Actually, that's kind of what they're doing. XMS is basically a zip file with a standard directory structure. That structure contains an XML file which will provide the functionality of HTML, but is more specific to print production instead of web rendering. Unlike HTML, it also includes all the fonts, images, etc. that are necessary to produce the finished document. - Robert Rapplean 17:14, 20 July 2007 (UTC)


One reason I can see for the XPS format is to facilitate 'Driverless' printing within their Remote Desktop Services environment. It serves a role similar to the DVI format for TeX, and the RDS clients then convert the intermediate format to native printer command language through their print drivers locally. 71.40.60.242 (talk) 20:58, 3 June 2011 (UTC)

XPS is a "smaller download" to read files than PDF?[edit]

Seriously, I had no idea people were still using Adobe's bloatware to read something so simple as a PDF. --Mike 23:52, 4 March 2007 (UTC)

I have some concerns about this line:

a smaller download in current OSes.

Firstly it appears to be OR. Secondly, it's potentially a bit misleading as the Essentials pack requires MSXML 6.0. As this is an additional component that many Windows XP computers won't have by default it had to be considered even if it is only 1.5mb Nil Einne 15:36, 20 April 2007 (UTC)


XPS Propriety ?[edit]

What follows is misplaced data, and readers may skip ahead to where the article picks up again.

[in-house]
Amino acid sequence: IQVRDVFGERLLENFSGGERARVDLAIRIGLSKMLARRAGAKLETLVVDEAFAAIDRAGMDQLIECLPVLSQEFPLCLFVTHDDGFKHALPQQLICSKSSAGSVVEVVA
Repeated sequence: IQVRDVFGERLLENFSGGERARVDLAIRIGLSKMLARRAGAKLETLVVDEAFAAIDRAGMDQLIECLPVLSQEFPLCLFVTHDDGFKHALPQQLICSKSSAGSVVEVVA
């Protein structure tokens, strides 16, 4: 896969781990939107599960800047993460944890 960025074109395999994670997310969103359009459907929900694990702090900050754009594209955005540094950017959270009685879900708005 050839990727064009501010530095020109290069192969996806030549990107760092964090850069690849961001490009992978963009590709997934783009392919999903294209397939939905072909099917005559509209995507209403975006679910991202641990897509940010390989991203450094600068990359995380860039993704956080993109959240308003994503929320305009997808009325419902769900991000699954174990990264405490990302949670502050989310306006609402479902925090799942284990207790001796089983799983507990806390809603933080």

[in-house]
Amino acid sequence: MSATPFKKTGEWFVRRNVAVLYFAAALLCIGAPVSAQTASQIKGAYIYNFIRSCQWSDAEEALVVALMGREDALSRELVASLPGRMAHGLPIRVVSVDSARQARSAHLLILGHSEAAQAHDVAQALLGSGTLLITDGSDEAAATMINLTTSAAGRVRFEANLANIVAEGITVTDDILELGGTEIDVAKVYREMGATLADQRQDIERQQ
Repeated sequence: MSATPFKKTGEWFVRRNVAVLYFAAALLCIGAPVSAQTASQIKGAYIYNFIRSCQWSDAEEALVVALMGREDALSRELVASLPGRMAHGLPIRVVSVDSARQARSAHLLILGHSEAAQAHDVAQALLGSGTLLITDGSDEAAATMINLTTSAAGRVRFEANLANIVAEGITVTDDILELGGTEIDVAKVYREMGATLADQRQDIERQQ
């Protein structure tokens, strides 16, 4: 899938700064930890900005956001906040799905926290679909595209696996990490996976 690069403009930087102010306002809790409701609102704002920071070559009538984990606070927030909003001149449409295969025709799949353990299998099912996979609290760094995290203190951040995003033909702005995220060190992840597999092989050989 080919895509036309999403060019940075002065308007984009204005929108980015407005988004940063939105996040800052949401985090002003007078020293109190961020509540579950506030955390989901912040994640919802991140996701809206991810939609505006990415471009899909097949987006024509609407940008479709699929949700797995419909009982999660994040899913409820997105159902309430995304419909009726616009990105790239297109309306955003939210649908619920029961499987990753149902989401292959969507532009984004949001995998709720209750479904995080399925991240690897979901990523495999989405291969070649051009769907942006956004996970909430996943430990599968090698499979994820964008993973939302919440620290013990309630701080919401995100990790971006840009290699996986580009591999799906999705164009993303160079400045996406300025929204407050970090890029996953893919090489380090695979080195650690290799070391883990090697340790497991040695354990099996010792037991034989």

Guys we are not publishing the facts here. XPS is not Propriety. PDF is.Its an open standard and available for download. Its better than pdf because its XML. When you use XML you become vendor independent. Thats something a layman can also understand. Adobe is trying to do everything of PDF. But what's the original purpose. To have a device independent portable document. I would say XML is clear winner over any propriety standard. Whether its doc or anything else. Kunaldeo 08:05, 18 April 2007 (UTC)

This is nonsense. Wiki defines "proprietary" (which is what I assume you meant) as "a party, or proprietor, exercising private ownership, control or use over an item of property, usually to the exclusion of other parties". Nothing could be further from the truth in the case of PDF, which has been openly documented since 1993 (and "downloadable" as you cite). There is an entire industry, of 100s (maybe 1000s) of companies, built around producing, processing and consuming PDF content. There is no licensing required to produce or consume PDF, no fee payable, no undocumented file format, and no DRM. The format is even published in book form and available from any good bookstore! As if that wasn't enough, in January 2007 Adobe announced that it is releasing the PDF 1.7 specification to the AIIM for publication by the ISO. nemo 15:06, 24 May 2007 (UTC)
Also XML can contain binary undocumented data, eg:
<tag>%$@G^%U&*H%IHU^&GU^gu^$G$U^&$GU%^&H%G$</tag>
Family Guy Guy (talk) 15:34, 16 October 2008 (UTC)

Unattributed UI criticism[edit]

"Adobe Reader also has a less-than-stellar user interface due to issues like the feature bloat and inconvenient navigation/zooming". Says who? If Acrobat is inconvenient, what does that make the XPS Viewer (plug-in or stand-alone)? Prehistoric? Minimalist? nemo 10:07, 18 April 2007 (UTC)